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In a classical French kitchen, brunoise refers to tiny dice of vegetables, prepared as a basis for soups and stocks, as well as a fiddly garnish for certain dishes as well.

Brunoise, (pronounced in rugged kitchenese as "Brun-Wahz") is the bane of many a young trainee chef, as it is one of the first tasks assigned to the young hopefuls. Quite often, a novice chef will spend a large amount of painstaking effort to ensure the dice of vegetables are breathtakingly small and uniform in size, only to have an over-zealous sous chef scream "Start over!" due to one or two pieces being different in size.

There really is no need to get so anal over this fairly important kitchen technique. The idea is to maximize the surface area so the most flavour possible is released within a short amount of cooking time. This makes it perfect for quickly prepared soups, stocks and sauces. Brunoise can refer to any vegetable cut into match-head size, but it generally means the troika of onion, carrot and celery, much the same as the Italian soffrito, apart from the addition of sage in Italy.

Brunoise is a useful technique to hone up your knife skills, so using the familiar basis of onion, carrot and celery, here is a rough guide on how to do it. Firstly, you will need a good sharp knife. Start with the onion. Cut the onion in half, running from root end, up to the shoot. Place the onion cut side down and chop off the shoot ends, leaving the root attached to hold the onion together. Peel away the skin from the onion halves. Turn the onion so the shoot end is facing you. Cut down right through the onion half at intervals 3 mm apart. Turn the onion half around a quarter and laterally cut twice from the shoot end towards the root, once at 1/3 height and then again at 2/3's height, but don't cut all the way through (mind your fingers at this stage). Cut down through the onion, again at 3 mm intervals, so the tiny cubes fall away.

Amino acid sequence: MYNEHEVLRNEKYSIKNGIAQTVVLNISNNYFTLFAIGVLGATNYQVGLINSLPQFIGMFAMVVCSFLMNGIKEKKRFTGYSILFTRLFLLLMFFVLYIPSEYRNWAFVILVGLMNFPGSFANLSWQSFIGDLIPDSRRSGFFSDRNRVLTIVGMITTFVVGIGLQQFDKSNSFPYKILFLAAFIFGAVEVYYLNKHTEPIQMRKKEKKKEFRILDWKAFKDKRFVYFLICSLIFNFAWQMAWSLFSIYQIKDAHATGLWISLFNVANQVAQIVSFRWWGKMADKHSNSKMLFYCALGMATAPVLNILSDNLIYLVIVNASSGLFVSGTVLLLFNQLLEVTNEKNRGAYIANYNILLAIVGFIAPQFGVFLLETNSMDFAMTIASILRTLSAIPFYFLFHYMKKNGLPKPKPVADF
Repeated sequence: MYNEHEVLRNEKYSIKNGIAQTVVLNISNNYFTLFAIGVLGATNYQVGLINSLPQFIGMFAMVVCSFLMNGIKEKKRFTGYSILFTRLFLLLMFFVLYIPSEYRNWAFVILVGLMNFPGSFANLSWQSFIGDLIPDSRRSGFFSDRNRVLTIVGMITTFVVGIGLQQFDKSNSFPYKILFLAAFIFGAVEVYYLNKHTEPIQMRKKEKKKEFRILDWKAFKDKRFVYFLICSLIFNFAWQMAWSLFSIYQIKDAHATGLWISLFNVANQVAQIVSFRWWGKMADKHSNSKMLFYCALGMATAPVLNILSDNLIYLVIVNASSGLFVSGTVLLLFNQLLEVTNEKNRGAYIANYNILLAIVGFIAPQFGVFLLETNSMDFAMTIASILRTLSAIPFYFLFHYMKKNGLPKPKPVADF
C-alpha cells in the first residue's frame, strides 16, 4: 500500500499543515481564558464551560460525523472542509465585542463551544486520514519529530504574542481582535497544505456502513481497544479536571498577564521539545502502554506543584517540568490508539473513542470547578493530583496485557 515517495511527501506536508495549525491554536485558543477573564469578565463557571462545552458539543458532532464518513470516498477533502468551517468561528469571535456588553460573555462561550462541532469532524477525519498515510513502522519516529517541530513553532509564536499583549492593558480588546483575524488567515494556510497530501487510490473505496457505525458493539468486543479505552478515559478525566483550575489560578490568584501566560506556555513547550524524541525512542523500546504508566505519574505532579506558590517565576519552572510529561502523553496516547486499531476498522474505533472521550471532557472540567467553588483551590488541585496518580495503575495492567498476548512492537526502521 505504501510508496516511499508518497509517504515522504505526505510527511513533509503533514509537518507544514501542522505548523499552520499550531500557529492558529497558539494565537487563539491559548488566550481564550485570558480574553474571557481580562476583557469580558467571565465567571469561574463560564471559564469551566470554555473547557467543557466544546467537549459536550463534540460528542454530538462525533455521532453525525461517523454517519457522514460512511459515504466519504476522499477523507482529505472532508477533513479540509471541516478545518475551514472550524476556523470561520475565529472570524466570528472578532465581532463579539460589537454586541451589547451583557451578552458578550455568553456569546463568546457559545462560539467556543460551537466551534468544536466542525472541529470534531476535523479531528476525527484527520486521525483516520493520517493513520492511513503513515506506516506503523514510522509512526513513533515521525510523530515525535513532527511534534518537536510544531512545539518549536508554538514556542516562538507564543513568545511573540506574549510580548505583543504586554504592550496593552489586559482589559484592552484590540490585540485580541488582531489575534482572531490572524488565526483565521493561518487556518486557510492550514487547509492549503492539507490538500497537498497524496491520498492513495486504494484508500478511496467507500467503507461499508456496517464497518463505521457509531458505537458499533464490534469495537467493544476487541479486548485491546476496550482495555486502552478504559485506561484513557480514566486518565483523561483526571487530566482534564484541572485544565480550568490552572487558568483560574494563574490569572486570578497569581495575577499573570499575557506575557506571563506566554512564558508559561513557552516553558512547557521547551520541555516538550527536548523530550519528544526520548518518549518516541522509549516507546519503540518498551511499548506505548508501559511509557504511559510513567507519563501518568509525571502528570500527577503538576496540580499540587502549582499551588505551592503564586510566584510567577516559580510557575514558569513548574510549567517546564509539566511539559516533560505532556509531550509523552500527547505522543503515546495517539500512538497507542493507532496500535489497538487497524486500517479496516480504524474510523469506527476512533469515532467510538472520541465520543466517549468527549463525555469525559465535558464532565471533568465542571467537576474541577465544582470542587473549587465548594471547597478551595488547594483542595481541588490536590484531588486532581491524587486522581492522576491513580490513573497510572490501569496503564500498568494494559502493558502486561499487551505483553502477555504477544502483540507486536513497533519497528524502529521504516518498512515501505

Peel the carrot and cut into 5 cm lengths. Cut away one side, around 5 mm in so you have a sturdy base on which to sit the carrot pieces. Place the carrots, base side down and cut lengthways into 3 mm wide wedges. Form a pile of 3 of these wedges and cut them into 3 mm wide sticks. Turn the sticks around and cut them into tiny dice. The procedure for the celery is much the same as the carrots, no need to peel them of course.

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